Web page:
The New York Yankees turned a corner, but the team must sell high on its best players. The writing is on the wall and getting the most out of this season means saying goodbye to a few key stars.
The New York Yankees have been hovering around .500 for a week or so now. They currently sit bunched at the bottom of the AL East with a record of 24-25, a handful of games behind the division-leading Boston Red Sox.
It’s not quite June yet on the calendar, so New York would still have time to make up that ground, even though it has a number of teams to hop. The real issue is the roster doesn’t seem fit to play that well, even though there is time left to do so.
With that, there have been trade rumblings and rumors going around about the Yankees this final week of May. Some of the chatter was pure speculation about what the team should do. I suspect other was legitimate whispers about who could be moved and would be on the block if NY decided to reload some of its pieces.
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The main names that come up in trade talk are Carlos Beltran, Andrew Miller and Aroldis Chapman. These names all make sense. They are playing exceedingly well at the moment yet are probably not in the long-term future of the Yankees. Beltran is certainly too old to have a long-term future with anyone; Miller is a movable piece at the strength of the team; and Chapman is in the final year of his contract before free agency.
The Yankees would likely be looking for starting pitching in any deal. They could also use some young bats. Obviously if the proposed return is great enough any player could or should be dealt. But what do you think of the overarching idea of moving some of these key pieces for 2016? Breaking up the bullpen would essentially be conceding the season. Trading a bat like Beltran would not be the same, but it would lessen an already under-performing offense.
I’m not quite sure what has happened with the starting pitching thus far this season, but I’m not ready to give up on the unit that was supposed to be a strength of the team. CC Sabathia has been great recently, as has Masahiro Tanaka. Really, the issues come down to Luis Severino and Michael Pineda, both of whom have been atrocious. If you trade away, say, Miller, there is a zero percent chance you would get back a SP the caliber of either of those arms. The Yankees essentially already have the young upside pieces they would acquire in a deal; they just aren’t performing well.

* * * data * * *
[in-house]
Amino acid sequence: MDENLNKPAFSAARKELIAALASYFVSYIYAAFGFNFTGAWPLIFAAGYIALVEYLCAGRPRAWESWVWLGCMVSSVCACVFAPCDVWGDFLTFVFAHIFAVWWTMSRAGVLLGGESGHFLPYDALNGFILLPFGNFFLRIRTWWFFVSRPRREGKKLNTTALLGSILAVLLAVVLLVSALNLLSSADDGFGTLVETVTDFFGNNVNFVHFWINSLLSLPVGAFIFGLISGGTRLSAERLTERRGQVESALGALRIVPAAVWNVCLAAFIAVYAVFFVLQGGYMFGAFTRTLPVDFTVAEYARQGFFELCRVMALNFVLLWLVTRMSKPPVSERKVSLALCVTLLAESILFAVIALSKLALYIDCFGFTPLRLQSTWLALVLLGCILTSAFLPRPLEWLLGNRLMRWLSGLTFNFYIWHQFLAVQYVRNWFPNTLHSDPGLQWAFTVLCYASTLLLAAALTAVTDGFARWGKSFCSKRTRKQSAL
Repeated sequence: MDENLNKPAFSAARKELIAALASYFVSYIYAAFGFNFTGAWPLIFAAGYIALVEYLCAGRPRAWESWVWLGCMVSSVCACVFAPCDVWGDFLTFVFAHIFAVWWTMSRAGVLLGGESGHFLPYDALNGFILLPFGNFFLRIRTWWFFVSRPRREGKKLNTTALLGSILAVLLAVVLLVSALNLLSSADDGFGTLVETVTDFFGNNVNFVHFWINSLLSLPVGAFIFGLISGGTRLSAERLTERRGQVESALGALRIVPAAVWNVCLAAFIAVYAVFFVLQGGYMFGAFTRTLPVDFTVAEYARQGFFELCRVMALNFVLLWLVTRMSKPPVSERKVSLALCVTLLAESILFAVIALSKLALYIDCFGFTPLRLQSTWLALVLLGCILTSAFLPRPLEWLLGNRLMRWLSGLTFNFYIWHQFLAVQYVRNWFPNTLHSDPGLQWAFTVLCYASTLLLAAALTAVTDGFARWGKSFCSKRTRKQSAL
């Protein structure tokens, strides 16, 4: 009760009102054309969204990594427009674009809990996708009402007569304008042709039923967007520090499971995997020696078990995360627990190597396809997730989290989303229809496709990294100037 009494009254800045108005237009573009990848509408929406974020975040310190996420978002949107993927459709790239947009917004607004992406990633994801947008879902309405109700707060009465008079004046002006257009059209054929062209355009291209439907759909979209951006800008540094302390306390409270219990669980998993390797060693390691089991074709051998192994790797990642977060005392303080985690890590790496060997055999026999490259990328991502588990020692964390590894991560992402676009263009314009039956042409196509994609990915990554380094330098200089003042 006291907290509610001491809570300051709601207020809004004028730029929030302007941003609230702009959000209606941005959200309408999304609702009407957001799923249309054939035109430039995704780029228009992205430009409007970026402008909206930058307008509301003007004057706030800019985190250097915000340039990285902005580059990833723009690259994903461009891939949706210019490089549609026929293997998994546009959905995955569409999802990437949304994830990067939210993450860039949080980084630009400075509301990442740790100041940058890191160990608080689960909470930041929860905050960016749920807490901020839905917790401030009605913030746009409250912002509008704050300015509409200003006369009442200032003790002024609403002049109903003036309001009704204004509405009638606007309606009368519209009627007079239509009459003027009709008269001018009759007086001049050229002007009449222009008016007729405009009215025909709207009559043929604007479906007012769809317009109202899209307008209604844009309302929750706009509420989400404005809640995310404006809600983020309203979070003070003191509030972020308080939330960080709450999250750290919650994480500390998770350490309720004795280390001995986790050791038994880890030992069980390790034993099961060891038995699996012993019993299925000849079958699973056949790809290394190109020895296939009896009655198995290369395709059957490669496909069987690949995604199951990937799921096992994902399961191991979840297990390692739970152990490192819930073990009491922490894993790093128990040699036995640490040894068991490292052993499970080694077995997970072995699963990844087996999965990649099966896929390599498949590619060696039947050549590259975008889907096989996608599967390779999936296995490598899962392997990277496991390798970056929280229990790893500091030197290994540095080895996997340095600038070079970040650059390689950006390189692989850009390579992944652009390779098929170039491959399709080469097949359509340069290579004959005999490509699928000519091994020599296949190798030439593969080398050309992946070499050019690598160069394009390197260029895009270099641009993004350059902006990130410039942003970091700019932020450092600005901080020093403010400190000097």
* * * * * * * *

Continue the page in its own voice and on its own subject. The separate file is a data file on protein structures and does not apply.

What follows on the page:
That’s not to say I’m against moving anyone. I understand the point of making such trades. I wouldn’t mind if the team dealt both of Beltran and Chapman assuming the haul was satisfactory. The organization has seemingly been in a holding pattern waiting for a few albatross contracts to come off the books this offseason and next, but a rebuild can begin from lower levels on the fly, and it will likely make the transition smoother than what has been happening.
You completely blew by the other pitcher doing quite well in a Yankees’ uniform this season, Nathan Eovaldi. He leads the team with nine wins as a starter. I’d also like to point out that Pineda leads the team in strikeouts and has gotten so little run support that it’s really hurt his record as a starter. Severino was the real weak link before he hit the DL and it was Ivan Nova’s entrance into the rotation that pretty much sparked New York’s turnaround.